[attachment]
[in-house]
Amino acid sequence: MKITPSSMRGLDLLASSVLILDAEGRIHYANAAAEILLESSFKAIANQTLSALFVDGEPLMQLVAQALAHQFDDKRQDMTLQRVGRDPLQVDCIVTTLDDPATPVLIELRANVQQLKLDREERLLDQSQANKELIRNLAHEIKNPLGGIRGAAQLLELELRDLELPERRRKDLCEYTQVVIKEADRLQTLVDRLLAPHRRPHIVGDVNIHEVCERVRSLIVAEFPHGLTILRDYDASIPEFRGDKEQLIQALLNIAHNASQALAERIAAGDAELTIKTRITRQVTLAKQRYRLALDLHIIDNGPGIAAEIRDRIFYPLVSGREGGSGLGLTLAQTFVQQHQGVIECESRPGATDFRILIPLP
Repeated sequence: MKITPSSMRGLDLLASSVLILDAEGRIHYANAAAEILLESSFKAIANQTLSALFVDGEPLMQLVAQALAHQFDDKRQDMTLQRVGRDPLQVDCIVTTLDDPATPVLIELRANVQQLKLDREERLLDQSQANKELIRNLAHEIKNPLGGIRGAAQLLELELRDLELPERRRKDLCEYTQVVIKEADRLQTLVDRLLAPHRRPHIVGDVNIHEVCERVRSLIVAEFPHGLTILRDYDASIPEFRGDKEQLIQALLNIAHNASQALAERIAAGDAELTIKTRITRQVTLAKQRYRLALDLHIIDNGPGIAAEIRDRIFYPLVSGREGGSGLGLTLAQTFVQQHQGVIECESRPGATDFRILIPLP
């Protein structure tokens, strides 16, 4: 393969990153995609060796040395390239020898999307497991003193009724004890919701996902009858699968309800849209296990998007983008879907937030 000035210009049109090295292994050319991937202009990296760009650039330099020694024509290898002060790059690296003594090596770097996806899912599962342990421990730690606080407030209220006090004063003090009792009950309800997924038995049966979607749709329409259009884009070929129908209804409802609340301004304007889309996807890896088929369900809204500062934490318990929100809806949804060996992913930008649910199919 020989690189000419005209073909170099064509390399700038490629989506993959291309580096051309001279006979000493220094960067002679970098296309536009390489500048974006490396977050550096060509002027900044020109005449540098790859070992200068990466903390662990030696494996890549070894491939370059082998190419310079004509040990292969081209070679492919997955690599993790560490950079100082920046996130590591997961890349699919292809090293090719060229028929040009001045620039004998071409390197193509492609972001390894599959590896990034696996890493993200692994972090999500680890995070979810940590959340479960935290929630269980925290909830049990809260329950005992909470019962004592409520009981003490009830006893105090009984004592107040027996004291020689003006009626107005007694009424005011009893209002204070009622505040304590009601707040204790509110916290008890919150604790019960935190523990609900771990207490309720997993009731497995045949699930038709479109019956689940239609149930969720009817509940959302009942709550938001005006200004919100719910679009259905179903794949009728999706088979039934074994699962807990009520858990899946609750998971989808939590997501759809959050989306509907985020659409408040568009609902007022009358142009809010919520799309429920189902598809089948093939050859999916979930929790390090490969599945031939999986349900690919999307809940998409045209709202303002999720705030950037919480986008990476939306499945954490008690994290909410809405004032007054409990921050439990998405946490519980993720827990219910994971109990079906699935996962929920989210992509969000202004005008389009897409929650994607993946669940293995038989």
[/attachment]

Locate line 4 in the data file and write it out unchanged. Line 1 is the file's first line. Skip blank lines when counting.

């Protein structure tokens, strides 16, 4: 393969990153995609060796040395390239020898999307497991003193009724004890919701996902009858699968309800849209296990998007983008879907937030 000035210009049109090295292994050319991937202009990296760009650039330099020694024509290898002060790059690296003594090596770097996806899912599962342990421990730690606080407030209220006090004063003090009792009950309800997924038995049966979607749709329409259009884009070929129908209804409802609340301004304007889309996807890896088929369900809204500062934490318990929100809806949804060996992913930008649910199919 020989690189000419005209073909170099064509390399700038490629989506993959291309580096051309001279006979000493220094960067002679970098296309536009390489500048974006490396977050550096060509002027900044020109005449540098790859070992200068990466903390662990030696494996890549070894491939370059082998190419310079004509040990292969081209070679492919997955690599993790560490950079100082920046996130590591997961890349699919292809090293090719060229028929040009001045620039004998071409390197193509492609972001390894599959590896990034696996890493993200692994972090999500680890995070979810940590959340479960935290929630269980925290909830049990809260329950005992909470019962004592409520009981003490009830006893105090009984004592107040027996004291020689003006009626107005007694009424005011009893209002204070009622505040304590009601707040204790509110916290008890919150604790019960935190523990609900771990207490309720997993009731497995045949699930038709479109019956689940239609149930969720009817509940959302009942709550938001005006200004919100719910679009259905179903794949009728999706088979039934074994699962807990009520858990899946609750998971989808939590997501759809959050989306509907985020659409408040568009609902007022009358142009809010919520799309429920189902598809089948093939050859999916979930929790390090490969599945031939999986349900690919999307809940998409045209709202303002999720705030950037919480986008990476939306499945954490008690994290909410809405004032007054409990921050439990998405946490519980993720827990219910994971109990079906699935996962929920989210992509969000202004005008389009897409929650994607993946669940293995038989």